How often do you vote? Odds
are, your lawmakers know that answer better than you do.
Elected officials – or
anyone else who wants to pay for it – can purchase a computer disc from local
election boards that gives them fingertip access to constituents’ names,
addresses, dates of birth and voting frequency. The only requirement to obtain
this information is a signed statement verifying the data will be used solely
for political purposes.
With this in mind, if your
lawmakers see you’ve been registered for several years yet you only bother to
vote once every four years or so, your phone call, letter, e-mail or
face-to-face meeting will have much less long-term impact. If you are not
registered, it means even less.
The key is to make it
difficult for lawmakers to vote against your wishes. If you don’t vote
regularly, they know it’s a safe bet you won’t bother to cast a ballot for
another candidate on Election Day.
So, be sure and take the
time now – with the elections less than 13 weeks away – to make sure your voice
is heard this November.
To register, follow the
guidelines listed below.
Each state has a different
deadline for voter registration, but in many states, you need to register at
least 30 days before Election Day. This year, Election Day is Nov. 2.
For most states, you can register
to vote in person or via mail. Depending on your state, you can print your
registration form off the Internet or pick one up in person from the DMV, local
board of elections office, post office, library or other location. Contact your
local election office or secretary of state’s office for specifics. Listings
for these offices can usually be found in the “government pages” section of
your local phone book.
Who can vote?
As long as you’re 18 by
Election Day, an American citizen and a resident of the state in which you’re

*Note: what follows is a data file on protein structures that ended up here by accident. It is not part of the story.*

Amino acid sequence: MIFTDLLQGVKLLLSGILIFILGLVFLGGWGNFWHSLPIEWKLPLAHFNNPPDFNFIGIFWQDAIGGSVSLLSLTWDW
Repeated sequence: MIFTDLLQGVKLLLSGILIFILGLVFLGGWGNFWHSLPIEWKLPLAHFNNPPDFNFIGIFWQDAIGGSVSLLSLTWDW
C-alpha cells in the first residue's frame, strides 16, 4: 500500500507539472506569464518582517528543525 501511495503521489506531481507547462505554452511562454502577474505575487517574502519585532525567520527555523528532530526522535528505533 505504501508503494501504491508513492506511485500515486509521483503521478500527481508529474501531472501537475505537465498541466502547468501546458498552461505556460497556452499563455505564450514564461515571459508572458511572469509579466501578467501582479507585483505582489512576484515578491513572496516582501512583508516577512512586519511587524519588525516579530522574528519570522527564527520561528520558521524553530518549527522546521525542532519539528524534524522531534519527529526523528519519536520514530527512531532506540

planning to register, you have an equal chance to decide who you want to run
your country, your state, your county and your town.
Where to vote
After you’ve sent in your
registration form, you will receive an information booklet or sample ballot in
the mail about where and when you should go to vote. Some states will send a
“voter registration ID card.”
Even if you’re on the road
on Election Day you can still vote. Many states allow advance voting and
mail-in ballots in addition to the traditional absentee ballots. Your local
election office should have details.
To vote by absentee ballot,
you must submit a request to the appropriate election official; the request
must be mailed at a specific time; and a ballot will be mailed up to 30 days
before each election — and it should be returned by a specific day or it will
According to the Federal
Election Commission, absentee ballots, depending on the state, can be requested
by contacting a county clerk, county auditor, county registrar or supervisor of
elections, or the board of elections. In most cases, the phone numbers are
listed in the government pages of your local phone book.
Finally, don’t forget to
make the time to vote.
--by Keith Goble, state legislative
can be reached at email@example.com.